On 28 August 1789, his first night of observation using this instrument, he discovered a new moon of Saturn. A second moon followed within the first month of observation. However, the 40-foot telescope was awkward to use, and most of his observations were done with a smaller 18.5-inch (47 cm) 20-foot-focal-length (6.1 m) reflector.

He continued his work as a telescope maker, selling many of them to other astronomers. Together with his pension from the king, the money helped support him and his two siblings in their work.

Star catalogue[change | change source]

Herschel used to work with his sister Caroline Herschel. She recorded his observations as he made them. In 1783 he gave Caroline a telescope, and she began to make astronomical discoveries in her own right, particularly comets.

Caroline discovered eight comets, three nebulae and, at her brother's suggestion, updated and corrected Flamsteed's work on the position of stars. This was published as the British Catalogue of Stars. She was honoured by the Royal Astronomical Society for this work. Caroline also continued to serve as his assistant.

Binary stars[change | change source]

Herschel was the first to find out that some line-of-sight apparent double stars were actually true binary star systems where the two stars revolved around each other. This was the first evidence that Newton's laws of gravitation apply outside the Solar System. Herschel discovered 850 binary stars, and worked up the first catalogue of binary stars. His son John Herschel discovered many more, and extended the catalogue.[3]

Solar System and Milky Way[change | change source]

Barnard's Star, six light years away, showing position every 5 years 1985–2005.

Herschel studied the changes in star position relative to the Solar System. Changes do occur, and quite rapidly for some nearby stars. Also, the whole Solar System moves, and this was discovered by Herschel.

From studying the proper motion of stars, he was the first to realize that the solar system is moving through space. He worked out the approximate direction of that movement. He also studied the structure of the Milky Way and concluded that it was in the shape of a disk. This was also a really significant discovery.

Discovery of infrared radiation[change | change source]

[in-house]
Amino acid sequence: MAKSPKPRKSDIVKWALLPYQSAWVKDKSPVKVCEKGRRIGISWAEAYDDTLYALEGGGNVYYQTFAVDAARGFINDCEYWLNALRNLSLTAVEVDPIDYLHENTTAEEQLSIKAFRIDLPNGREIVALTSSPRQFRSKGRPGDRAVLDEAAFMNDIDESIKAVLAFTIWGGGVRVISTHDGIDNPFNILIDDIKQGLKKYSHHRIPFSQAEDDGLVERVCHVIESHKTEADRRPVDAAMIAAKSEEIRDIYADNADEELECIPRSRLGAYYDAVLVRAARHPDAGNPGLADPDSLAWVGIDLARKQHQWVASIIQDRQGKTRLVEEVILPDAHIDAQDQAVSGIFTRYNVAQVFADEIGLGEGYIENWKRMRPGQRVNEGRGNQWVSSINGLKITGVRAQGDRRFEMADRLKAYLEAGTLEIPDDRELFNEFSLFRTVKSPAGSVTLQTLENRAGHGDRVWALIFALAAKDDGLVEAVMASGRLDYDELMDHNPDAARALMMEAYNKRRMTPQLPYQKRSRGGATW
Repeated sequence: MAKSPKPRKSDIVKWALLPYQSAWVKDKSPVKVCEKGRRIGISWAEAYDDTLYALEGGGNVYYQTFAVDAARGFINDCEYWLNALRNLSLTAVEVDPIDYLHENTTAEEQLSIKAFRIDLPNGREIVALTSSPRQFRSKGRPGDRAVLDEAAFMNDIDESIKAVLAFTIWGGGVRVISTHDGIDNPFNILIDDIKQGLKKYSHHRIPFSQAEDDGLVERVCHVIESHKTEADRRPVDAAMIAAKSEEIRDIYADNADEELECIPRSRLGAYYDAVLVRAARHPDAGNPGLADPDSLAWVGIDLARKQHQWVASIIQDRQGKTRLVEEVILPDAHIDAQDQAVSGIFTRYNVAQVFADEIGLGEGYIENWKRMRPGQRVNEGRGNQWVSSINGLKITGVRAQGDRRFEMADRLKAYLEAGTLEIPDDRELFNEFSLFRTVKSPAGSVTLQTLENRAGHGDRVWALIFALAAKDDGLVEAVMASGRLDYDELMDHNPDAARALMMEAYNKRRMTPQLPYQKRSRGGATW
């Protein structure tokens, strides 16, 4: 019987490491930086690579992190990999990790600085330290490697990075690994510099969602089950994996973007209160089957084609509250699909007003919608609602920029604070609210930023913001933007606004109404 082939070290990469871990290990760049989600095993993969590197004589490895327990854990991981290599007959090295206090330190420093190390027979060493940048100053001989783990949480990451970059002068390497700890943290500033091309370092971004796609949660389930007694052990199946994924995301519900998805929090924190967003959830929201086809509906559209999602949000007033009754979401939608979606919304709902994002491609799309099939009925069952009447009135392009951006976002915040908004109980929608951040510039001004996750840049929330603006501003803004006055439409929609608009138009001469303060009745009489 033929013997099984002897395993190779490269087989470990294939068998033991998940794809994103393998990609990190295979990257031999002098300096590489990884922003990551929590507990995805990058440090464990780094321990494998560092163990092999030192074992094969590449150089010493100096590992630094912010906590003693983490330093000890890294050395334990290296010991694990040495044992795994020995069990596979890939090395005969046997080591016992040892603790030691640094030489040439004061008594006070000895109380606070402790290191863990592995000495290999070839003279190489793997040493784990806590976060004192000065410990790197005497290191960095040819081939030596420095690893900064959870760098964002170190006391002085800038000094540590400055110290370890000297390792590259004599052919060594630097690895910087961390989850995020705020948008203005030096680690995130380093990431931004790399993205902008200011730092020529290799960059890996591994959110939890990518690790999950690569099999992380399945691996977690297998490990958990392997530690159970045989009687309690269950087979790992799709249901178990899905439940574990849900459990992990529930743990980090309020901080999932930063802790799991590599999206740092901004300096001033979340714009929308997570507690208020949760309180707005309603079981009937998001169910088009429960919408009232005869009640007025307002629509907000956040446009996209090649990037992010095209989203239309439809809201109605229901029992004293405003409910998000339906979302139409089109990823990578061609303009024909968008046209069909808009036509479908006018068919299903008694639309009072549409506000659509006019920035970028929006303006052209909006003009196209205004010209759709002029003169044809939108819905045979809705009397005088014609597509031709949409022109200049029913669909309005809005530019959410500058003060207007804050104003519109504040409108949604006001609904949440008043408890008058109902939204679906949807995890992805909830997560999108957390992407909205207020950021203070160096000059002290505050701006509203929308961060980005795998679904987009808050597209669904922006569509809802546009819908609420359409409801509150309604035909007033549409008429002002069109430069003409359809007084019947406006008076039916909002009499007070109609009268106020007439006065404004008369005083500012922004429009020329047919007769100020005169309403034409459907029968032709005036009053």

On 11 February 1800, Herschel was testing filters for the sun so he could observe sun spots. When using a red filter he found there was a lot of heat produced.

Herschel discovered infrared radiation by passing sunlight through a prism and holding a thermometer just beyond the red end of the visible spectrum. This thermometer was meant to be a control to measure the ambient air temperature in the room. He was shocked when it showed a higher temperature than the visible spectrum. Further experimentation led to Herschel's conclusion that there must be an invisible form of light beyond the visible spectrum.

Family and death[change | change source]

William Herschel and his wife Mary had one child, John. In 1816, William was made a Knight of the Royal Guelphic Order by the Prince Regent.

Herschel died at Observatory House, Windsor Road, Slough, Buckinghamshire, and is buried at nearby St Laurence's Church, Upton. He died in his 84th year, which is the same number of years Uranus takes to orbit the Sun. His son John Herschel also became a famous astronomer. His sister Caroline returned to Hanover, Germany after the death of her brother. She died on 9 January 1848 at the age of 97.[6]

His house at 19 New King Street in Bath, Somerset where he made many telescopes and first observed Uranus, is now home to the Herschel Museum of Astronomy.

References[change | change source]

  1. JewishEncyclopedia.com: "Herschel, Sir William" by Joseph Jacobs
  2. This was a major war which involved almost all the European powers from 1756 to 1763.
  3. 3.0 3.1 3.2 3.3 Buttmann, Gunther 1974. In the shadow of the telescope: a biography of John Herschel. Lutterworth, Guilford. p50 & 197
  4. National Air and Space Museum - discovering new planets
  5. IYA 2009
  6. Manfred Holl: Friedrich Wilhelm Herschel